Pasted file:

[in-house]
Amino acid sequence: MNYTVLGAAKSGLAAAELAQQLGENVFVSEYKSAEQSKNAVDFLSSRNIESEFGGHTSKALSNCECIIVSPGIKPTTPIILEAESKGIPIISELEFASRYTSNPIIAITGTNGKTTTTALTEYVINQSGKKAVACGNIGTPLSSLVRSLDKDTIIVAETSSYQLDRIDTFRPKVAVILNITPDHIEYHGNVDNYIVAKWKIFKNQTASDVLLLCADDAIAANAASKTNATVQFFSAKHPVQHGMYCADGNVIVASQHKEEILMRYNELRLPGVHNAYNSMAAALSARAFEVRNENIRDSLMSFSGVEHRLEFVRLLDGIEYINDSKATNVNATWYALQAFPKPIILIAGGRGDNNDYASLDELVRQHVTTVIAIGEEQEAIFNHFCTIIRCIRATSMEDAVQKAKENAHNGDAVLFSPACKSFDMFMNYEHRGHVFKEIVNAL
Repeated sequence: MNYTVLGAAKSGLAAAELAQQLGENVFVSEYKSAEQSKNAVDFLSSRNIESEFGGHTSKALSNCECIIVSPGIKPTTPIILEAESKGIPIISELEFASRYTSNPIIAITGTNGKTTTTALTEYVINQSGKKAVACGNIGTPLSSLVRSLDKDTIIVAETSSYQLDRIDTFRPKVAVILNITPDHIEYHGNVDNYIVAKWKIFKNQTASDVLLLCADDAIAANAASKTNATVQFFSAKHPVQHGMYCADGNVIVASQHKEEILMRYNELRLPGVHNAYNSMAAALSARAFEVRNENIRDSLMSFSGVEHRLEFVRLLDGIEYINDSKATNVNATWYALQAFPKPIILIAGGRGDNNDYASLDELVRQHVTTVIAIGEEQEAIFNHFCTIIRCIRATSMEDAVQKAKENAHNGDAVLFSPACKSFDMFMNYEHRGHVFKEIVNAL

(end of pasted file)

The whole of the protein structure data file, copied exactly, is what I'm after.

[in-house]
Amino acid sequence: MNYTVLGAAKSGLAAAELAQQLGENVFVSEYKSAEQSKNAVDFLSSRNIESEFGGHTSKALSNCECIIVSPGIKPTTPIILEAESKGIPIISELEFASRYTSNPIIAITGTNGKTTTTALTEYVINQSGKKAVACGNIGTPLSSLVRSLDKDTIIVAETSSYQLDRIDTFRPKVAVILNITPDHIEYHGNVDNYIVAKWKIFKNQTASDVLLLCADDAIAANAASKTNATVQFFSAKHPVQHGMYCADGNVIVASQHKEEILMRYNELRLPGVHNAYNSMAAALSARAFEVRNENIRDSLMSFSGVEHRLEFVRLLDGIEYINDSKATNVNATWYALQAFPKPIILIAGGRGDNNDYASLDELVRQHVTTVIAIGEEQEAIFNHFCTIIRCIRATSMEDAVQKAKENAHNGDAVLFSPACKSFDMFMNYEHRGHVFKEIVNAL
Repeated sequence: MNYTVLGAAKSGLAAAELAQQLGENVFVSEYKSAEQSKNAVDFLSSRNIESEFGGHTSKALSNCECIIVSPGIKPTTPIILEAESKGIPIISELEFASRYTSNPIIAITGTNGKTTTTALTEYVINQSGKKAVACGNIGTPLSSLVRSLDKDTIIVAETSSYQLDRIDTFRPKVAVILNITPDHIEYHGNVDNYIVAKWKIFKNQTASDVLLLCADDAIAANAASKTNATVQFFSAKHPVQHGMYCADGNVIVASQHKEEILMRYNELRLPGVHNAYNSMAAALSARAFEVRNENIRDSLMSFSGVEHRLEFVRLLDGIEYINDSKATNVNATWYALQAFPKPIILIAGGRGDNNDYASLDELVRQHVTTVIAIGEEQEAIFNHFCTIIRCIRATSMEDAVQKAKENAHNGDAVLFSPACKSFDMFMNYEHRGHVFKEIVNAL